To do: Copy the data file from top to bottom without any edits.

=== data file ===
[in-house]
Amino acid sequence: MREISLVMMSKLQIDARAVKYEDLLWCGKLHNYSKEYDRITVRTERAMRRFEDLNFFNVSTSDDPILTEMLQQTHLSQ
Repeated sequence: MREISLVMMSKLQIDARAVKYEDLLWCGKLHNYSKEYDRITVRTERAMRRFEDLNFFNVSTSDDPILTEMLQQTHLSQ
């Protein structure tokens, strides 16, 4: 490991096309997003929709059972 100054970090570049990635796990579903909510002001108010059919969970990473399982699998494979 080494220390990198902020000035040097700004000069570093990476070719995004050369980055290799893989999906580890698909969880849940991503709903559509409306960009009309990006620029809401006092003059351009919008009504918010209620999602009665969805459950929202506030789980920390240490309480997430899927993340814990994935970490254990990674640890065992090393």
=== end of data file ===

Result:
[in-house]
Amino acid sequence: MREISLVMMSKLQIDARAVKYEDLLWCGKLHNYSKEYDRITVRTERAMRRFEDLNFFNVSTSDDPILTEMLQQTHLSQ
Repeated sequence: MREISLVMMSKLQIDARAVKYEDLLWCGKLHNYSKEYDRITVRTERAMRRFEDLNFFNVSTSDDPILTEMLQQTHLSQ
């Protein structure tokens, strides 16, 4: 490991096309997003929709059972 100054970090570049990635796990579903909510002001108010059919969970990473399982699998494979 080494220390990198902020000035040097700004000069570093990476070719995004050369980055290799893989999906580890698909969880849940991503709903559509409306960009009309990006620029809401006092003059351009919008009504918010209620999602009665969805459950929202506030789980920390240490309480997430899927993340814990994935970490254990990674640890065992090393």